When I make a mistake, whether in my personal, professional or political life, my policy has always been to “name it and claim it.” First, acknowledge that you have made a mistake and apologize for making it. Next, endeavor to redress any harm that may have been caused by the mistake. And finally, make sure you do not make the same mistake again. The General Assembly repealed the so-called “abusive driver fees” and refunded all fees collected, during the very next Session. I was happy to vote for repeal at the earliest opportunity, of a measure that, while well-intentioned, had unintended effects that were insupportable.

Tell us something about you that many people do not know?

I am the first person in my family to attend college. The night I left home, in Cicero, Illinois, to attend the Virginia Military Institute, my father put me on a Greyhound bus at Union station, with $20 in my pocket and everything I owned in a seabag. He said “Good luck. I guess we’ll see you at Christmas!”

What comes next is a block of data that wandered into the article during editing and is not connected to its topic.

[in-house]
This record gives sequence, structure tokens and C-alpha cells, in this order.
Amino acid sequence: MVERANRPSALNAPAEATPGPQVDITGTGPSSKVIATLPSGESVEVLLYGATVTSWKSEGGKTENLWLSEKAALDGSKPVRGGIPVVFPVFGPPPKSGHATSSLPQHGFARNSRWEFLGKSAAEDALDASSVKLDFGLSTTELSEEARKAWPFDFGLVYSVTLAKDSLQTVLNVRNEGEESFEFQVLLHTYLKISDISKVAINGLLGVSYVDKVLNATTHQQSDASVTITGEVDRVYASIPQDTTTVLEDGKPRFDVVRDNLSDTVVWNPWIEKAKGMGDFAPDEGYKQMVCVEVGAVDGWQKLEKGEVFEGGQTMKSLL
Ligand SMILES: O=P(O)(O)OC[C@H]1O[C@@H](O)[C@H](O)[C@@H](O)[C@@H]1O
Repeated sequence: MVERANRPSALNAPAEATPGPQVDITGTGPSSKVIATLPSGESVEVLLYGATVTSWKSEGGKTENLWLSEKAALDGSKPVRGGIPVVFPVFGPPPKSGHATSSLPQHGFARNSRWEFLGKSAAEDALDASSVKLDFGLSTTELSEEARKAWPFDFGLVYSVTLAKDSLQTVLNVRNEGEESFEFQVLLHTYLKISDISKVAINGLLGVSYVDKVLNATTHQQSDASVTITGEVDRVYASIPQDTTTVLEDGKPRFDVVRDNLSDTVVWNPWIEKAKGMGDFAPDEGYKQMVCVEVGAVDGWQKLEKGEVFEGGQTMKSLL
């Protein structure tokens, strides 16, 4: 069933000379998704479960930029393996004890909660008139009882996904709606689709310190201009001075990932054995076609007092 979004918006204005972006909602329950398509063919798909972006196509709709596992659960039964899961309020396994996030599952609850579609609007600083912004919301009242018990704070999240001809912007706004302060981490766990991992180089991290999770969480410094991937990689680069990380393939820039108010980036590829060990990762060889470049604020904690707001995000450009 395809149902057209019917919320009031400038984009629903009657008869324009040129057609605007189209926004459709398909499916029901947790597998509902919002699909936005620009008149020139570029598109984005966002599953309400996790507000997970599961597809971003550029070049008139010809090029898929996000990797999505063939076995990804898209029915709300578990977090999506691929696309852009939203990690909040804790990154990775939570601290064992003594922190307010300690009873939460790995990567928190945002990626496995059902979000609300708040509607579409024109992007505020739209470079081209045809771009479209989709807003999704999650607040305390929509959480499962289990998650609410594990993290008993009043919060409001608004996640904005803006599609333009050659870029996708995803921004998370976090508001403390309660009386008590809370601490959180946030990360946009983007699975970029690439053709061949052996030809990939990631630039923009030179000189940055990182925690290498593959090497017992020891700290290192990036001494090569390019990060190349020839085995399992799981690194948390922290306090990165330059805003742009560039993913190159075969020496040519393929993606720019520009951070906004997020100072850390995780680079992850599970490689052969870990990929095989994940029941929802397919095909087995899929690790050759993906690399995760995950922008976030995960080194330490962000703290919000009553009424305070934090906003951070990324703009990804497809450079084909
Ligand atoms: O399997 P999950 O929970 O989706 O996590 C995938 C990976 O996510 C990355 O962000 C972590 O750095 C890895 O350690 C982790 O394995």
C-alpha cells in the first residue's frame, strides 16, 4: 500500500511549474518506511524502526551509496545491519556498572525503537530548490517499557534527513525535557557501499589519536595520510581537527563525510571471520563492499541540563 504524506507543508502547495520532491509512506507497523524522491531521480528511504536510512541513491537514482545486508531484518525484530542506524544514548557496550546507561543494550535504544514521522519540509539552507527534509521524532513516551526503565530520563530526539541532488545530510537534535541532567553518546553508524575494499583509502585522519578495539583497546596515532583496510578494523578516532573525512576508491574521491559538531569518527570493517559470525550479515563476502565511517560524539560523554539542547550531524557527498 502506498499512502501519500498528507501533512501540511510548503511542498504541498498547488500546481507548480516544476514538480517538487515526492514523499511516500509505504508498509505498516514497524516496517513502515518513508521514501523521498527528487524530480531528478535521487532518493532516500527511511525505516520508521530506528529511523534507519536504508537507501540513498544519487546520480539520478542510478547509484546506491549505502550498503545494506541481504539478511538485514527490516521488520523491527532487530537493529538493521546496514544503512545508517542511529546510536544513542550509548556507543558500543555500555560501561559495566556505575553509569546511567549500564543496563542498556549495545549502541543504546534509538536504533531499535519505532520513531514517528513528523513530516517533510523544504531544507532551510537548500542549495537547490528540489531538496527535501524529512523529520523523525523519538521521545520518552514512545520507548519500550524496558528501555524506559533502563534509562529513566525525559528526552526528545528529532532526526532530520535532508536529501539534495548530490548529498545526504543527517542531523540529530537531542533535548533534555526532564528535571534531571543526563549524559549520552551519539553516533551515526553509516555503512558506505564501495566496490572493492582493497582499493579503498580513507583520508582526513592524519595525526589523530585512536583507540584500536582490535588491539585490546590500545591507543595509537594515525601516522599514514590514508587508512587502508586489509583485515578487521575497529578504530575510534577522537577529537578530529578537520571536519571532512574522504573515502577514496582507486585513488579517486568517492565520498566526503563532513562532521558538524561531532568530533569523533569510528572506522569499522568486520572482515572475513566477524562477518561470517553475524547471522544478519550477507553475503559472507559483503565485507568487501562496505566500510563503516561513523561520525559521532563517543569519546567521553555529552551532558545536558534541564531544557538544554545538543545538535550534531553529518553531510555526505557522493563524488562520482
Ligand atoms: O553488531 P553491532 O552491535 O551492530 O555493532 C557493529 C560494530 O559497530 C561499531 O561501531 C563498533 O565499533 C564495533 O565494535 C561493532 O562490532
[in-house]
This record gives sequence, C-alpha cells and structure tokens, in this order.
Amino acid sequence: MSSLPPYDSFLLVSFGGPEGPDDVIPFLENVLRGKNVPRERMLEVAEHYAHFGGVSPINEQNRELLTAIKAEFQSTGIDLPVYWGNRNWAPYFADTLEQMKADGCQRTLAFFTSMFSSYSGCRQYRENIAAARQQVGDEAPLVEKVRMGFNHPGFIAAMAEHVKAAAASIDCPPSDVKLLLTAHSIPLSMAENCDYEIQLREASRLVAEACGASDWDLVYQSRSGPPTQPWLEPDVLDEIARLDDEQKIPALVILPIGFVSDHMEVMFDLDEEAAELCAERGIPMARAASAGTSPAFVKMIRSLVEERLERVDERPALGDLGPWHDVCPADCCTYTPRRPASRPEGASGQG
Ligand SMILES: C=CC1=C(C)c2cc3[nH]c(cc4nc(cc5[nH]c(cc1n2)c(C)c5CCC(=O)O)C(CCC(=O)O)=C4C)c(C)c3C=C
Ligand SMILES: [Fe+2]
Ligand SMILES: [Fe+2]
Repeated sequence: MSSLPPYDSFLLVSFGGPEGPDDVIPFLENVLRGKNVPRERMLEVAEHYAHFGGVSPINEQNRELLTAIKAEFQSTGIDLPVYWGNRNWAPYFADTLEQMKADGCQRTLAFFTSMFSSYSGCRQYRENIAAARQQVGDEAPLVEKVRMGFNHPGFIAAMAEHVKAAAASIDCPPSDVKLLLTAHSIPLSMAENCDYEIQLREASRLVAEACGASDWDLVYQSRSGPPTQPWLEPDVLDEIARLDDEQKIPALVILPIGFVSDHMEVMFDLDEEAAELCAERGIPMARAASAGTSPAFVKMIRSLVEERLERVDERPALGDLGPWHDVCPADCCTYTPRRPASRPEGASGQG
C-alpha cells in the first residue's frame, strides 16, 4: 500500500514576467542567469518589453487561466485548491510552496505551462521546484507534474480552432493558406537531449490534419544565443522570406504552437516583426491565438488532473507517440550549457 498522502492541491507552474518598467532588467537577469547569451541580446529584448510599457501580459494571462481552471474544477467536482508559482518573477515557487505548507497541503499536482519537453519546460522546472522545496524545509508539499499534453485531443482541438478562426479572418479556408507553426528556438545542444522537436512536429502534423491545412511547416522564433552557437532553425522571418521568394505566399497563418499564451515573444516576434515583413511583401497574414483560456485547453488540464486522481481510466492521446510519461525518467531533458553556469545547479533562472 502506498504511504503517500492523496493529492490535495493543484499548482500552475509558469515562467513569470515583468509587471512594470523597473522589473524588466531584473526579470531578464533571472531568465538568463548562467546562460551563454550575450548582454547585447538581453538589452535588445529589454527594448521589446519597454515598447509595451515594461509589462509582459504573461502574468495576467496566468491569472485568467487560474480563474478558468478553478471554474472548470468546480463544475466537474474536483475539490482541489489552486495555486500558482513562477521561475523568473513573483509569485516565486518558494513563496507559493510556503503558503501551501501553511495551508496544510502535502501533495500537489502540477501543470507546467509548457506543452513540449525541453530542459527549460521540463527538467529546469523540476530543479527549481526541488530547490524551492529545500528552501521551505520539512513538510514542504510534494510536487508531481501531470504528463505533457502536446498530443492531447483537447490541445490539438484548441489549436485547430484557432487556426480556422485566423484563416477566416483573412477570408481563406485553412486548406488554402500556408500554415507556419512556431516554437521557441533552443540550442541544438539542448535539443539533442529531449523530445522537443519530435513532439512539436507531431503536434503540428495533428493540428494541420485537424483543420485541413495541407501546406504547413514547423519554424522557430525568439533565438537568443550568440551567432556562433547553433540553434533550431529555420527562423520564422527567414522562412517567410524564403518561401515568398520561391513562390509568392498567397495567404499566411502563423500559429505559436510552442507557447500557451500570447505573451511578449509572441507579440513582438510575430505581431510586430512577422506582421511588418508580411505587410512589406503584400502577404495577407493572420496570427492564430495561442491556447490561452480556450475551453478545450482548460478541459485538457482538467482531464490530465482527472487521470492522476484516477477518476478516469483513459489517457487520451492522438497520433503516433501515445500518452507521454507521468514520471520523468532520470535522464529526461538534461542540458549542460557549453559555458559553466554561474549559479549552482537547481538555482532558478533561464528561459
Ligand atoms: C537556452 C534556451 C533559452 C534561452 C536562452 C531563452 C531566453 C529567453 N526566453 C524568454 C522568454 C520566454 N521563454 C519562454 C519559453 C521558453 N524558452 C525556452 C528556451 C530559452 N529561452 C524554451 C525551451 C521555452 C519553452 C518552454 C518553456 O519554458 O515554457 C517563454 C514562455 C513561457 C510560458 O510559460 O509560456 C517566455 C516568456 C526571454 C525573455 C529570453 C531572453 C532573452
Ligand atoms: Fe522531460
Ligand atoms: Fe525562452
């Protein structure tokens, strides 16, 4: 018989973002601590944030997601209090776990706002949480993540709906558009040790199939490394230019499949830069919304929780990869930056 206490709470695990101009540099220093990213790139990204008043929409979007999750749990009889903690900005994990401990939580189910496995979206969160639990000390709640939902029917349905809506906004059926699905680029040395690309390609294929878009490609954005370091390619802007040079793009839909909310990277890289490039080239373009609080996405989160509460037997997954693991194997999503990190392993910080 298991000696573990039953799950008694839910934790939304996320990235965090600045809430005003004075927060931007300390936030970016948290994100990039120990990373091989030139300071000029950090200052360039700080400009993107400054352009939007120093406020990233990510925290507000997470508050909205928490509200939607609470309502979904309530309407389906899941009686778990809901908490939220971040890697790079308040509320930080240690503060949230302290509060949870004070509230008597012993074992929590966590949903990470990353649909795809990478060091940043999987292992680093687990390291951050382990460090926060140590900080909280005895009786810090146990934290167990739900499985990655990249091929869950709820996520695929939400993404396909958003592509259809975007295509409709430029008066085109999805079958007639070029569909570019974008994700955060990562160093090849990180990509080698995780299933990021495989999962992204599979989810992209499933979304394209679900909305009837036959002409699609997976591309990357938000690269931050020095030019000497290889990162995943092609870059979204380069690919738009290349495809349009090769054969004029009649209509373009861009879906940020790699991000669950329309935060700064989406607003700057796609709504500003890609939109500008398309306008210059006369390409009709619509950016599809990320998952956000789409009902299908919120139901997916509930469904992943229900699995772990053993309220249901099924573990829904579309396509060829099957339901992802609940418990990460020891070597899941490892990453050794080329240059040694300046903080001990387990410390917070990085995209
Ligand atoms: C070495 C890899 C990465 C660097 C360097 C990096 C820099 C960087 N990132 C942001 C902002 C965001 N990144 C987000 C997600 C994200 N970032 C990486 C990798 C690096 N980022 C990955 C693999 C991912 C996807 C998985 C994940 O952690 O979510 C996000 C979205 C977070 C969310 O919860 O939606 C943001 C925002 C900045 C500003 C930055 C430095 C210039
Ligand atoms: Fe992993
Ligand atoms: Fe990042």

How about your new start-up business – tell us more…

HealthcarePays is a secure, electronic national healthcare payment network that uses patented technology to simplify the movement of money and payment information among health plans, healthcare providers, intermediaries, clearinghouses, and financial services participants. One of the founders is Dave Adams, my Brother Rat (i.e., “classmate”) from VMI. In November 2012, Dave asked me to join HealthcarePays as Corporate Counsel to oversee the myriad of legal and regulatory issues that a startup company faces. I now have direct, painful experience of how taxes, regulations, and “red tape,” not just at the federal level but even in a very business-friendly state like Virginia, can be a real barrier to investment and job creation by small businesses.

I found this interview most interesting.  Does anybody have other questions I should have asked Bill?

About Elwood Sanders

Elwood "Sandy" Sanders is a Hanover attorney who is an Appellate Procedure Consultant for Lantagne Legal Printing and has written ten scholarly legal articles. Sandy was also Virginia's first Appellate Defender and also helped bring curling in VA! (None of these titles imply any endorsement of Sanders’ views)